Low-dose methylprednisolone treatment in critically ill patients with severe community-acquired pneumonia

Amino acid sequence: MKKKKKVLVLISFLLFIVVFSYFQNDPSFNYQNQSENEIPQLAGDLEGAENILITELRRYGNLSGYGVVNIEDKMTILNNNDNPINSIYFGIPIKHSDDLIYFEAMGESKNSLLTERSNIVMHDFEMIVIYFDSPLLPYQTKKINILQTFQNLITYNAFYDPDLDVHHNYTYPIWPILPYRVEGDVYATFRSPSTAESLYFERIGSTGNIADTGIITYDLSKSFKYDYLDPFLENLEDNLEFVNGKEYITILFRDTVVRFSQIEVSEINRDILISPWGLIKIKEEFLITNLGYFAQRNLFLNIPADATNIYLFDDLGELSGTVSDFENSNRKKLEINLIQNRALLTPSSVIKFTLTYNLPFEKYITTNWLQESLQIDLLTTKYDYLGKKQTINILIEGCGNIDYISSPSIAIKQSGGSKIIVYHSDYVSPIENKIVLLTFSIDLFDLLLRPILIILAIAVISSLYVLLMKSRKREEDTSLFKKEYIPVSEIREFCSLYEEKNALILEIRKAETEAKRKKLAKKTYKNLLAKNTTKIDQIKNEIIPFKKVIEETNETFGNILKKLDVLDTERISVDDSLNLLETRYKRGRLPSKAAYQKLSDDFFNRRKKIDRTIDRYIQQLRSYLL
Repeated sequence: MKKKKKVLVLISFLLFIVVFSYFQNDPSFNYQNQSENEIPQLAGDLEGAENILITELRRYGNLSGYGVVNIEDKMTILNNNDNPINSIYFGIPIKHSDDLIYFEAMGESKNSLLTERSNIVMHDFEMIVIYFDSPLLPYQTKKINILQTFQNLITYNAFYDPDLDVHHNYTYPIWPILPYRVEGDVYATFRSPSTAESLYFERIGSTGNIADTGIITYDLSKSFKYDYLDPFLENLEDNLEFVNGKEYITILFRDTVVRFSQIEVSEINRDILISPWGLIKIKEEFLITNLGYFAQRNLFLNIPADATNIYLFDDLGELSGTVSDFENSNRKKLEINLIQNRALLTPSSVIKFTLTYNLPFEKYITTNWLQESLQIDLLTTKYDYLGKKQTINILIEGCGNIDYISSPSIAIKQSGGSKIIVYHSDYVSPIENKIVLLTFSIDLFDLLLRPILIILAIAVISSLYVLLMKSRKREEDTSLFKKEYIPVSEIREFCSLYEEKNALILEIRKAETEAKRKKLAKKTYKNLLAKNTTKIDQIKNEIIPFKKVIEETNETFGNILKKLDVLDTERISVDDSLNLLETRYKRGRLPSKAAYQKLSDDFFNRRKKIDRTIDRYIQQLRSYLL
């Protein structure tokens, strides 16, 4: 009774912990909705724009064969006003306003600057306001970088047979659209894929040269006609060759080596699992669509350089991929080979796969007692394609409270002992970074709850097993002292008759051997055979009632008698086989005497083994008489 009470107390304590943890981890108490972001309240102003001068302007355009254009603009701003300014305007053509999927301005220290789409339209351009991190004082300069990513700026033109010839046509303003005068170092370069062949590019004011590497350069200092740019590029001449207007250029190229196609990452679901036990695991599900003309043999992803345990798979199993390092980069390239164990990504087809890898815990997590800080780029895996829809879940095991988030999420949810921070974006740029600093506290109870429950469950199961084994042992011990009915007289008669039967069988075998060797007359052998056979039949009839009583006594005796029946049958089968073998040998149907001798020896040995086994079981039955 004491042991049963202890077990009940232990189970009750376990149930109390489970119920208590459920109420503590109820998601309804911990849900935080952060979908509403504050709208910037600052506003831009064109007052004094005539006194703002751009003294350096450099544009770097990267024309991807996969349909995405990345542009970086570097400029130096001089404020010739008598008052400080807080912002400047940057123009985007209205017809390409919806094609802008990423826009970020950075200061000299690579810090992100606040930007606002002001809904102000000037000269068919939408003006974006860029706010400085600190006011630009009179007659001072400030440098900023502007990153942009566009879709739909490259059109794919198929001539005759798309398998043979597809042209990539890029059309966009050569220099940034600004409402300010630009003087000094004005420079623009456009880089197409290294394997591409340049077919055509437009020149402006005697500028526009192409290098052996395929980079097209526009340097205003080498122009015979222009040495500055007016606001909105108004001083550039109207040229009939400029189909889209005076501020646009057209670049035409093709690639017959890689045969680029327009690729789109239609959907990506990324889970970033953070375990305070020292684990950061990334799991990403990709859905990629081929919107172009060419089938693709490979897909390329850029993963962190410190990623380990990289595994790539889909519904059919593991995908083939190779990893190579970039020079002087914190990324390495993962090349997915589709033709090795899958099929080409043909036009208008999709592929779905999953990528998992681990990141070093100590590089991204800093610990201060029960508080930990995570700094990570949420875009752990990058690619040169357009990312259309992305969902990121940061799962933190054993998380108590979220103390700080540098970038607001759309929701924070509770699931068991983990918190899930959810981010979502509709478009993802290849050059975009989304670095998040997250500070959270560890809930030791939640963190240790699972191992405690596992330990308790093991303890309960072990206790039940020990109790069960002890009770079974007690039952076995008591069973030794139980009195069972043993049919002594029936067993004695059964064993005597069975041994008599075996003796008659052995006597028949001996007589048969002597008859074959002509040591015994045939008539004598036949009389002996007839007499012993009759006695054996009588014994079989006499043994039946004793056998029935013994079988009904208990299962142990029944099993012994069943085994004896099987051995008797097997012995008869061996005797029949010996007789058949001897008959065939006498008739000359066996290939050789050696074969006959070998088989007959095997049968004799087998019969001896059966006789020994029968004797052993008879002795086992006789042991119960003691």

Purpose: Severe community-acquired pneumonia (CAP) requiring intensive care unit admission is associated with significant acute and long-term morbidity and mortality. We hypothesized that downregulation of systemic and pulmonary inflammation with prolonged low-dose methylprednisolone treatment would accelerate pneumonia resolution and improve clinical outcomes. Methods: This double-blind, randomized, placebo-controlled clinical trial recruited adult patients within 72–96 h of hospital presentation. Patients were randomized in 1:1 ratio; an intravenous 40 mg loading bolus was followed by 40 mg/day through day 7 and progressive tapering during the 20-day treatment course. Randomization was stratified by site and need for mechanical ventilation (MV) at the time of randomization. Outcomes included a primary endpoint of 60-day all-cause mortality and secondary endpoints of morbidity and mortality up to 1 year of follow-up. Results: Between January 2012 and April 2016, 586 patients from 42 Veterans Affairs Medical Centers were randomized, short of the 1420 target sample size because of low recruitment. 584 patients were included in the analysis. There was no significant difference in 60-day mortality between the methylprednisolone and placebo arms (16% vs. 18%; adjusted odds ratio 0.90, 95% CI 0.57–1.40). There were no significant differences in secondary outcomes or complications. Conclusions: In patients with severe CAP, prolonged low-dose methylprednisolone treatment did not significantly reduce 60-day mortality. Treatment was not associated with increased complications.